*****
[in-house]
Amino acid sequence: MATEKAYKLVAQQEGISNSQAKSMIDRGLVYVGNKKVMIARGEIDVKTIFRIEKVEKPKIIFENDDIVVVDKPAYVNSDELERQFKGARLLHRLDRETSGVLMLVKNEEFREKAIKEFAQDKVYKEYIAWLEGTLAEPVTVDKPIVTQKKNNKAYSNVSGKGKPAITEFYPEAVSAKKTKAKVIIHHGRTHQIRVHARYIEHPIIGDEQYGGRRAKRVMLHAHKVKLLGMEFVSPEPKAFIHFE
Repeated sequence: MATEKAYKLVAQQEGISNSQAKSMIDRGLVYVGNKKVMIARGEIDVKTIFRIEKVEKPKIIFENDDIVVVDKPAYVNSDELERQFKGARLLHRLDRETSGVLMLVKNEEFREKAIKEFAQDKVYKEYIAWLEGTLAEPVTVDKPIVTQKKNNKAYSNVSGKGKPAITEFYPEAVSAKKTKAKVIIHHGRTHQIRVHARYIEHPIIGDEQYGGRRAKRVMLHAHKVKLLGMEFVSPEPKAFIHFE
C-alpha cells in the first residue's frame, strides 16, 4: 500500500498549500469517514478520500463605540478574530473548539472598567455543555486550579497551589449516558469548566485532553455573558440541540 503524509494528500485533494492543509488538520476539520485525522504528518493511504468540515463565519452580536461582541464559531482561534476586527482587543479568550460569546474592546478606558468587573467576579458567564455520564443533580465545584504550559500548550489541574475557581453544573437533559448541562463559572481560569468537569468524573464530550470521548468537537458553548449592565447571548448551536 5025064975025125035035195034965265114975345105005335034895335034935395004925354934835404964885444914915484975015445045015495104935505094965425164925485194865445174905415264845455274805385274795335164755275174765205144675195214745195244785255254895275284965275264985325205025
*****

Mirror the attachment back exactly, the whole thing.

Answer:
[in-house]
Amino acid sequence: MATEKAYKLVAQQEGISNSQAKSMIDRGLVYVGNKKVMIARGEIDVKTIFRIEKVEKPKIIFENDDIVVVDKPAYVNSDELERQFKGARLLHRLDRETSGVLMLVKNEEFREKAIKEFAQDKVYKEYIAWLEGTLAEPVTVDKPIVTQKKNNKAYSNVSGKGKPAITEFYPEAVSAKKTKAKVIIHHGRTHQIRVHARYIEHPIIGDEQYGGRRAKRVMLHAHKVKLLGMEFVSPEPKAFIHFE
Repeated sequence: MATEKAYKLVAQQEGISNSQAKSMIDRGLVYVGNKKVMIARGEIDVKTIFRIEKVEKPKIIFENDDIVVVDKPAYVNSDELERQFKGARLLHRLDRETSGVLMLVKNEEFREKAIKEFAQDKVYKEYIAWLEGTLAEPVTVDKPIVTQKKNNKAYSNVSGKGKPAITEFYPEAVSAKKTKAKVIIHHGRTHQIRVHARYIEHPIIGDEQYGGRRAKRVMLHAHKVKLLGMEFVSPEPKAFIHFE
C-alpha cells in the first residue's frame, strides 16, 4: 500500500498549500469517514478520500463605540478574530473548539472598567455543555486550579497551589449516558469548566485532553455573558440541540 503524509494528500485533494492543509488538520476539520485525522504528518493511504468540515463565519452580536461582541464559531482561534476586527482587543479568550460569546474592546478606558468587573467576579458567564455520564443533580465545584504550559500548550489541574475557581453544573437533559448541562463559572481560569468537569468524573464530550470521548468537537458553548449592565447571548448551536 5025064975025125035035195034965265114975345105005335034895335034935395004925354934835404964885444914915484975015445045015495104935505094965425164925485194865445174905415264845455274805385274795335164755275174765205144675195214745195244785255254895275284965275264985325205025